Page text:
To be honest, this blog is the most amazing blog that I ever read. I read all the content (not just skim reading). To be more honest than the first, I like all the German traits that you wrote. However, even I love other countries’ society and lifestyle, complain Thai traffic, education and so on, I still like Thailand the most. I think other countries trait and language is the barrier for me but it’s the most interesting thing for me also. I learn that people behavior base on culture and environment. By the way, I hope you have a great time in Thailand ;)

  • Most amazing? :D I’m glad you’re not exaggerating and appreciate that compliment ;-) I enjoy my time here and actually am happy that I had to adjust in some regards – for example being more open minded. So I didn’t mean to complain with this post and will show a few traits that I picked up in one of the upcoming articles as well :)

  • Machima Anantanasan

    I do agree that Thai people are indirect since our society shapes us to be like this, however, it is hard for me sometimes when I have to say yes for what I don’t want to do. So I kinda like Western culture that people say straight forward to what they really think. About the rule and organisation, I think that is it a little bit harder in Thailand to change but what can we do is to be honest to ourselves and follow the rules which is the hardest thing to do,lol. In addition, I actually like this post that give me other perspectives, how foreigner see my country, and that is the best way for Thailand to see where we are and start to develop the country!!

  • Thx for your comment. Appreciate it. And actually it’s rather positive for me to having to adapt to certain new circumstances. While being on time and organized is of course quite positive I don’t like how we (Germans) can get upset about someone being only 3 minutes late for example. So living in Thailand and learning a different approach to time helped to become a bit more relaxed (even though I’m still basically never late ;-)).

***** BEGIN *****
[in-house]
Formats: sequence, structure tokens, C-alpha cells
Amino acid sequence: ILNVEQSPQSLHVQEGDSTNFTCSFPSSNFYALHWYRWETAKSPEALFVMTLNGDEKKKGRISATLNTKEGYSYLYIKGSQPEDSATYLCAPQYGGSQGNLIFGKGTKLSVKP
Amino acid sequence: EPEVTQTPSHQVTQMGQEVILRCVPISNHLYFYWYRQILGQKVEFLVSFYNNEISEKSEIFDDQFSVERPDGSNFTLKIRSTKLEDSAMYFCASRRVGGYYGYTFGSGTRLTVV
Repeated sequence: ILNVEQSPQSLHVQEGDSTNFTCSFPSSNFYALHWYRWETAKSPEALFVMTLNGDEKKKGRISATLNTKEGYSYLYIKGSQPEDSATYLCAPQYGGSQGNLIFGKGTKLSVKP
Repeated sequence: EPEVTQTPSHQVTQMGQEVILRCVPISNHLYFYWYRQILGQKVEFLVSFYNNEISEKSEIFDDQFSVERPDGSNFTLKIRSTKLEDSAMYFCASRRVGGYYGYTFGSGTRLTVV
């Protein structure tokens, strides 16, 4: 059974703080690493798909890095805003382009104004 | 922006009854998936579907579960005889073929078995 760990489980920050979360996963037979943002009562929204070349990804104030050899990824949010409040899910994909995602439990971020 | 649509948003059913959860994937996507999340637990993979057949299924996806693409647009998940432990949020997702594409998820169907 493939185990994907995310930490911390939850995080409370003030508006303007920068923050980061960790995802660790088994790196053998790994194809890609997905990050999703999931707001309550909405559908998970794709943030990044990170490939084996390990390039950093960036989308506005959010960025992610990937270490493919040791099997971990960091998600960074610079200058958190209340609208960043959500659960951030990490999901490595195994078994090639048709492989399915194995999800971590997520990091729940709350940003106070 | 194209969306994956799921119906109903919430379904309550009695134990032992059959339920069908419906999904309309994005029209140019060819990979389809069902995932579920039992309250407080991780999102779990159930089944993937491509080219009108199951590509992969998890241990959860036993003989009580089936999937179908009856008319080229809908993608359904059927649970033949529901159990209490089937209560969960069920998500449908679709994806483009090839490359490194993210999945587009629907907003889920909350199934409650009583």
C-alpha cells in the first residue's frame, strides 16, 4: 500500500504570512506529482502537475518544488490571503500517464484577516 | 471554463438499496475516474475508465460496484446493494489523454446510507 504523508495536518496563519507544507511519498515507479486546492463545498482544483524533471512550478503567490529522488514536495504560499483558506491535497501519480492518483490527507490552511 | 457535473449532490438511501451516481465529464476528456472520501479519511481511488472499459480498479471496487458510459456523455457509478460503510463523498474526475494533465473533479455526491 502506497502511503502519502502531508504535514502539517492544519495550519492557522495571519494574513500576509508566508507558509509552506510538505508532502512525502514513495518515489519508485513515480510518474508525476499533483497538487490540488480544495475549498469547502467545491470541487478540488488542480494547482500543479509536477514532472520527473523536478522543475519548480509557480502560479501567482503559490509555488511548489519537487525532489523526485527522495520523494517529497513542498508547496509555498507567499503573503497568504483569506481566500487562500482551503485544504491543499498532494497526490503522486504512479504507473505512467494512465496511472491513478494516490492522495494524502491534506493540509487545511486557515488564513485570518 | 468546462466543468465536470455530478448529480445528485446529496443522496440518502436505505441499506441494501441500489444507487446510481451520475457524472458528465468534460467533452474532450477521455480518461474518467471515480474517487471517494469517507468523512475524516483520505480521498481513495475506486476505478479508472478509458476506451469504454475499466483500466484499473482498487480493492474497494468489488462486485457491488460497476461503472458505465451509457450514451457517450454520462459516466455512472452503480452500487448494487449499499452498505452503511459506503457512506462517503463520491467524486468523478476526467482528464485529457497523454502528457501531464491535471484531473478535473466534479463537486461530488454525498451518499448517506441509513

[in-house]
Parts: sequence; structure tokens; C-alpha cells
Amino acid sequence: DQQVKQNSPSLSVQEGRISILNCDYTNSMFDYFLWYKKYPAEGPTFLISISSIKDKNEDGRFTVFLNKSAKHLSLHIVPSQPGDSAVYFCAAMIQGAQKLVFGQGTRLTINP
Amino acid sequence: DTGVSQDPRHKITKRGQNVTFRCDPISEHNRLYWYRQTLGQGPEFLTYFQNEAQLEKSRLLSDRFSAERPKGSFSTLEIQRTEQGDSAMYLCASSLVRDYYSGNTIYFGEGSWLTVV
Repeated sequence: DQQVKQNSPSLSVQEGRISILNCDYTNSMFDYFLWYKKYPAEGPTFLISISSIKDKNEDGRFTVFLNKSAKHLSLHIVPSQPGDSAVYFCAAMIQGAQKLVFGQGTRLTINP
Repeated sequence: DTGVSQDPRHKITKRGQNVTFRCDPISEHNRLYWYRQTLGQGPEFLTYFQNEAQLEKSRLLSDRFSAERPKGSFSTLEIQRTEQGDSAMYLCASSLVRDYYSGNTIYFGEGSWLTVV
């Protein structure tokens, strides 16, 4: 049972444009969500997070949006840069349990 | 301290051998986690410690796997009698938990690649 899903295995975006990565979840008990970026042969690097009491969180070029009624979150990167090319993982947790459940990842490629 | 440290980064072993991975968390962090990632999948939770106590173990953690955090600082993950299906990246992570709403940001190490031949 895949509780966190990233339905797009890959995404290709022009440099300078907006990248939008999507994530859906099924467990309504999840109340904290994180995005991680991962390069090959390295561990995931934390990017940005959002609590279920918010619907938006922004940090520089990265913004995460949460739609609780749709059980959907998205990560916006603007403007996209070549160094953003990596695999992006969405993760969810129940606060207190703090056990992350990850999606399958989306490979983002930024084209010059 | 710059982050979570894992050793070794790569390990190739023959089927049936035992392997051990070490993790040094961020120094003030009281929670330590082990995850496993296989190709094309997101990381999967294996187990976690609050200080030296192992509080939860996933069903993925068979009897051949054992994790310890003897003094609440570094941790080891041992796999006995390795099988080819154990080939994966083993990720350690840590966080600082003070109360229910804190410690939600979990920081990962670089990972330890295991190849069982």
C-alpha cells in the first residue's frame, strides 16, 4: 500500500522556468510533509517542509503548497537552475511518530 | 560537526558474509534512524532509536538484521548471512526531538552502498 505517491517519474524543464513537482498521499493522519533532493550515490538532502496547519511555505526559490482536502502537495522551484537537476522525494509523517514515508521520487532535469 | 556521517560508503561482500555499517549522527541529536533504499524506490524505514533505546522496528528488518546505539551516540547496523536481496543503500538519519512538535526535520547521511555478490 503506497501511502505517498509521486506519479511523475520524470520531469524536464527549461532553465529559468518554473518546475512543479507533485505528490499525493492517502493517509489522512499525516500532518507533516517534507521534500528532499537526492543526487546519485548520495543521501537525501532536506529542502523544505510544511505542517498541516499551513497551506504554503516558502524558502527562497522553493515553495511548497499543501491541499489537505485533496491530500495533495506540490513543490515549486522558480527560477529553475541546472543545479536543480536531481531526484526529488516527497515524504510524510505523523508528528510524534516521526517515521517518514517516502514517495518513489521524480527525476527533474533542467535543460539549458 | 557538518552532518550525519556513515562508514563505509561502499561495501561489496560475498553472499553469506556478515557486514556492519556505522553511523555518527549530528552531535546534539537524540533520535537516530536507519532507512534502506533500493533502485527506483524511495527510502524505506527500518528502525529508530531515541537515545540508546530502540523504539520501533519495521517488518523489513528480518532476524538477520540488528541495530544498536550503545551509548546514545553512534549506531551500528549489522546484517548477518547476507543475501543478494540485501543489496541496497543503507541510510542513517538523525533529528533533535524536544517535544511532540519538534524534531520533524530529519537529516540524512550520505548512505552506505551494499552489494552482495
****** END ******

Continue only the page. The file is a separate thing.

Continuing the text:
• Penpitcha Sathirapanya

    maybe I choose wrong word, so it looks too exaggerate :(

  • Ginni Kiatfuengfoo

    How did moving to Thailand change me? … I would say how did moving ‘back’ to Thailand made me feel nervous! Hahaha. Since I was living in Czech Republic and move back here make me realize that Thai people have many different traits, especially on the directness! I do understand how you feel when you don’t like or don’t want something but you always have to say ‘yes!’ I was quite suffering to spending time with people or I would say the adults. When I speak something that comes from my opinions and my feelings but it seems to be very rude and aggressive for them:-( I totally agree with you that it is very hard for foreigners who move to Thailand and will be lost their mind!! I hope you get used to it already or if not just be patient and try to understand us ;-) It’s great to know from you!